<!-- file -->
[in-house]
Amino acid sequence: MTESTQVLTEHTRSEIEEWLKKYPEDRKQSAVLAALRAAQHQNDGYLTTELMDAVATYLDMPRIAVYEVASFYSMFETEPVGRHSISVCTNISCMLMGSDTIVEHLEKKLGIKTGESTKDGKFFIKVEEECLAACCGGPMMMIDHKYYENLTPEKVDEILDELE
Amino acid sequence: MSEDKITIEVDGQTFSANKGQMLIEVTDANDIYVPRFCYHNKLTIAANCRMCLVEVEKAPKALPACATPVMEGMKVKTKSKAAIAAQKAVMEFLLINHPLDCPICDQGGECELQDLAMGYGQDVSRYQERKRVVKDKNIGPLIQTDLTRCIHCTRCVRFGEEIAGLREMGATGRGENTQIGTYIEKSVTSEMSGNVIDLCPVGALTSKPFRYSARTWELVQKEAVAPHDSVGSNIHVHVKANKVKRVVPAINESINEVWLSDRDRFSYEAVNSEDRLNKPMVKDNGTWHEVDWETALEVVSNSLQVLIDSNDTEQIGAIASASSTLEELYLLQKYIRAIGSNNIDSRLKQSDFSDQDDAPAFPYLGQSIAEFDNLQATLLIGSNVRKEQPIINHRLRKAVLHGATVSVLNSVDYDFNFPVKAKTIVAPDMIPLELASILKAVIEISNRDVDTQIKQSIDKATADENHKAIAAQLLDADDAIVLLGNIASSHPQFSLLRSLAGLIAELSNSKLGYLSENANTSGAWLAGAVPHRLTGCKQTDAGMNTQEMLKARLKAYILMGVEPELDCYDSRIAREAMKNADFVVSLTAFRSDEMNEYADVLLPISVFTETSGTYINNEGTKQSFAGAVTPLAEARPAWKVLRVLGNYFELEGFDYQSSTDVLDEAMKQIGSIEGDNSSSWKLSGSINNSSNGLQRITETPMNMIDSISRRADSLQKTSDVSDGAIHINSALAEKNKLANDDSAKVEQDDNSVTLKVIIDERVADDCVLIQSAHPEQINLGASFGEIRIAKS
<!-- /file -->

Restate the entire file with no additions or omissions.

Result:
[in-house]
Amino acid sequence: MTESTQVLTEHTRSEIEEWLKKYPEDRKQSAVLAALRAAQHQNDGYLTTELMDAVATYLDMPRIAVYEVASFYSMFETEPVGRHSISVCTNISCMLMGSDTIVEHLEKKLGIKTGESTKDGKFFIKVEEECLAACCGGPMMMIDHKYYENLTPEKVDEILDELE
Amino acid sequence: MSEDKITIEVDGQTFSANKGQMLIEVTDANDIYVPRFCYHNKLTIAANCRMCLVEVEKAPKALPACATPVMEGMKVKTKSKAAIAAQKAVMEFLLINHPLDCPICDQGGECELQDLAMGYGQDVSRYQERKRVVKDKNIGPLIQTDLTRCIHCTRCVRFGEEIAGLREMGATGRGENTQIGTYIEKSVTSEMSGNVIDLCPVGALTSKPFRYSARTWELVQKEAVAPHDSVGSNIHVHVKANKVKRVVPAINESINEVWLSDRDRFSYEAVNSEDRLNKPMVKDNGTWHEVDWETALEVVSNSLQVLIDSNDTEQIGAIASASSTLEELYLLQKYIRAIGSNNIDSRLKQSDFSDQDDAPAFPYLGQSIAEFDNLQATLLIGSNVRKEQPIINHRLRKAVLHGATVSVLNSVDYDFNFPVKAKTIVAPDMIPLELASILKAVIEISNRDVDTQIKQSIDKATADENHKAIAAQLLDADDAIVLLGNIASSHPQFSLLRSLAGLIAELSNSKLGYLSENANTSGAWLAGAVPHRLTGCKQTDAGMNTQEMLKARLKAYILMGVEPELDCYDSRIAREAMKNADFVVSLTAFRSDEMNEYADVLLPISVFTETSGTYINNEGTKQSFAGAVTPLAEARPAWKVLRVLGNYFELEGFDYQSSTDVLDEAMKQIGSIEGDNSSSWKLSGSINNSSNGLQRITETPMNMIDSISRRADSLQKTSDVSDGAIHINSALAEKNKLANDDSAKVEQDDNSVTLKVIIDERVADDCVLIQSAHPEQINLGASFGEIRIAKS